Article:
Examination of Witnesses (Questions 220-229)|
WEDNESDAY 19 JUNE 2002
220. Do you believe you can get some more capacity
out of Manchester Piccadilly?
(Mr Clarke) The current situation faced at Manchester
Piccadilly is with the through routes, which are the principal
ones we are talking about through platforms 13 and 14. At the
peak times they are at capacity in terms of the number of trains
we run through there.
221. So even with total co-operation between
all the operators, you do not think you can get any more capacity
(Mr Clarke) No, not in terms of putting additional
trains through. As I said in the answer I gave earlier, if you
increase the capacity of the trains themselves, that is longer
trains which occupy each slot on the network, yes, you can increase
222. So you think the key there would be longer
(Mr Clarke) If you want a rapid increase in the capacity
in that part of the network, the obvious answer is greater capacity
of trains at peak times.
223. What about achieving these improvements
in the amount of freight moved around in the North of England?
Particularly on the Trans-Pennine routes we could take some very
heavy lorries off the roads if it worked. Manchester Piccadilly,
one train an hour for freight. Any chance of improving that or
of getting freight round Manchester without going through? It
seems crazy that you have those two very congested platforms at
Piccadilly and they have to take the freight as well.
(Mr Clarke) The freight route into Manchester, into
Trafford Park, is very heavily used overnight. A large amount
of traffic uses the available infrastructure in the network at
times when it is not required for passenger transport. At the
moment we run everything which is required through there from
the freight operating companies. Yes, there are issues about the
flexibility of the system but at the moment that is not constraining
the routing of freight.
224. What about bringing some more of it round
through the North of Manchester, the old Victoria station? It
is cumbersome to shunt passenger trains, but it is not that cumbersome
to shunt freight, is it?
(Mr Clarke) No, but the issue with the alternative
route is that the principal freight route is into the yard at
Trafford Park. The approach from the other direction, from Manchester,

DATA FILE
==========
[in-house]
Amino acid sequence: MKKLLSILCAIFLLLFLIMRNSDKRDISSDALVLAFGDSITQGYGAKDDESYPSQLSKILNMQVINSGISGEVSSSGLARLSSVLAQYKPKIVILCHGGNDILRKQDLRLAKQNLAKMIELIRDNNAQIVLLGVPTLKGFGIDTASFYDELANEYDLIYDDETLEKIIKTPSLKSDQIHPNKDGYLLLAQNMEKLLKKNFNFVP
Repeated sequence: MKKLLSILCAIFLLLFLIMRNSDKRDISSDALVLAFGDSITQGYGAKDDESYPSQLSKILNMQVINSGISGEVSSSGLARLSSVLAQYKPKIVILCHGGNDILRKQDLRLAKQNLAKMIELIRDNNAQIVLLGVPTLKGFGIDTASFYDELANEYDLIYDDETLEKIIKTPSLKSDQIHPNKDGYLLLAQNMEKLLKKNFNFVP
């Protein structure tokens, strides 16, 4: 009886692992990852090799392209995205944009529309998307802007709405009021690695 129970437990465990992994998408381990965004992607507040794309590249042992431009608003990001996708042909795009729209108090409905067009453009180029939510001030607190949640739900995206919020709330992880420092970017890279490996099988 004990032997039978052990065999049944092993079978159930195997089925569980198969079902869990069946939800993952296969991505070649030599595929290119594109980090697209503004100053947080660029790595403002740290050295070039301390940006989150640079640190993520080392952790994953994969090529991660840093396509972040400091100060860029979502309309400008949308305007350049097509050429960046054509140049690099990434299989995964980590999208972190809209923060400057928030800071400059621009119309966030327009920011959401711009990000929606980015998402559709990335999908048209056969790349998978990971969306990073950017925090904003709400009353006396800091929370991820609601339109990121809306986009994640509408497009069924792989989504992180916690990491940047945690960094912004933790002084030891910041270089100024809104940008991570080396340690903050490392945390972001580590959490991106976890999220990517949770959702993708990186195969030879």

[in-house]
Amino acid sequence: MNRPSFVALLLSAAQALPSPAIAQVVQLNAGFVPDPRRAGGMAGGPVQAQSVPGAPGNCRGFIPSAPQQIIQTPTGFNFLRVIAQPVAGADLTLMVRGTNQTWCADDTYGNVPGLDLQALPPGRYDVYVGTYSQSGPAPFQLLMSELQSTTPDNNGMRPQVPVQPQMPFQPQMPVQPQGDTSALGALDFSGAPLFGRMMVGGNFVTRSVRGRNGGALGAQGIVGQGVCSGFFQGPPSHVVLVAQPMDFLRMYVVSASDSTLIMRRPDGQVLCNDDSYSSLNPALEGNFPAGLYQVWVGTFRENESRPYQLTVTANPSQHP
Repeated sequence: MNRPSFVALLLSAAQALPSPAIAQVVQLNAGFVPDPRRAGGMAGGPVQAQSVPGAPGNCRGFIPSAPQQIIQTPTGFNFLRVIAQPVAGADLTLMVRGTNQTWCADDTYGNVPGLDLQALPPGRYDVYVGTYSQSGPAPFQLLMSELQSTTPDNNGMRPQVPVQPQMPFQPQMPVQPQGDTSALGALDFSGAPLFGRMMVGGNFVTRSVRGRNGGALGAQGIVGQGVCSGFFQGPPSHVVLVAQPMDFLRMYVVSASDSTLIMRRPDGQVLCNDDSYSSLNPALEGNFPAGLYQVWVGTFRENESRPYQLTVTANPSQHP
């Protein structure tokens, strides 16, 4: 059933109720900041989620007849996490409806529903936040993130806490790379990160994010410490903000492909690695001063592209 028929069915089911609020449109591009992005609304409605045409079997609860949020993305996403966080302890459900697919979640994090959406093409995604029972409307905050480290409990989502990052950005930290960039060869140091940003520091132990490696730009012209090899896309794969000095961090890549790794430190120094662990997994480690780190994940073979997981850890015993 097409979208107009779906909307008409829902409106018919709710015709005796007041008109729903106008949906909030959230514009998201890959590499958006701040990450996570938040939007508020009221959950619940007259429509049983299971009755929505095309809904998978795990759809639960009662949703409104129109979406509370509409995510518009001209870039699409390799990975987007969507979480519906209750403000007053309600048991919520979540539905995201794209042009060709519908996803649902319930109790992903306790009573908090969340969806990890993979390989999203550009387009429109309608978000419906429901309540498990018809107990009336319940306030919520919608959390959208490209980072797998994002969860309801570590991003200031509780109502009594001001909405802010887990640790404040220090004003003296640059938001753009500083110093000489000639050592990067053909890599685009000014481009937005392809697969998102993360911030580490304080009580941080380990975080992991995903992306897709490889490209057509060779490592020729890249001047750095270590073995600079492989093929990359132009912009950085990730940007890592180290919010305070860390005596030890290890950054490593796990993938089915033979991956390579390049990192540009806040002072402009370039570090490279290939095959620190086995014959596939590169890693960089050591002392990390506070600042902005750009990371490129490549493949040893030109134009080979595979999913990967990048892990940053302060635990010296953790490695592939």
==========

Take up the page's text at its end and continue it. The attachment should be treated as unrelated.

is technically available, but it entails a great deal of shunting
to do it and therefore the prime route is through Manchester Piccadilly
from the West Coast Mainline link to Manchester. There is the
addition as well that a lot of it is electrified.
225. Is there not a strong argument for trying
to improve the amount of freight that can be handled there?
(Mr Clarke) Yes.
226. So when are you going to do something about
(Mr Clarke) I am saying that you would need infrastructure
changes to do that, which needs the SRA's view of how it wants
to improve the infrastructure in the area.
227. How significant are those infrastructure
changes? I should have thought you could get a huge amount of
trans-Pennine traffic off the roads for very small infrastructure
(Mr Clarke) The best thing to do would be to try to
give you a response to that from outside.
Chairman: What we should like from you, Mr Armitt,
is some very short note which at least assesses your view of the
problems around Manchester. They have been raised more than once,
not just in terms of freight but in terms of extra passenger paths.
If we could have a very short note on that basis it would be helpful?
228. We did hear very clear evidence earlier
this afternoon from one of the Train Operating Companies that
the only satisfactory way to get a real increase in East-West
trans-Pennine movement of freight, was through the Woodhead Tunnel,
so we would welcome your view on that.
(Mr Armitt) I can well believe that the Train Operating
Companies would seek more infrastructure, changed infrastructure
and expenditure on enhancing the infrastructure to enable freight
to be carried. If all we do is just put more freight on the existing
network, then we would simply create other problems. If you want
more infrastructure and additional infrastructure, it will have
to be assessed and gauged for its cost benefit and assessed for
its overall impacts by the SRA and the SRA will then make those
decisions across the network and tell us what they would like
us to do.
229. Will you do us a note?
(Mr Armitt) We can do you a note on our view of the
issues surrounding Manchester and freight.
Chairman: We should just like to have some idea
of where you are coming from because we may have a good idea of
where you are going to. May I say thank you very much gentlemen,
you have been very helpful?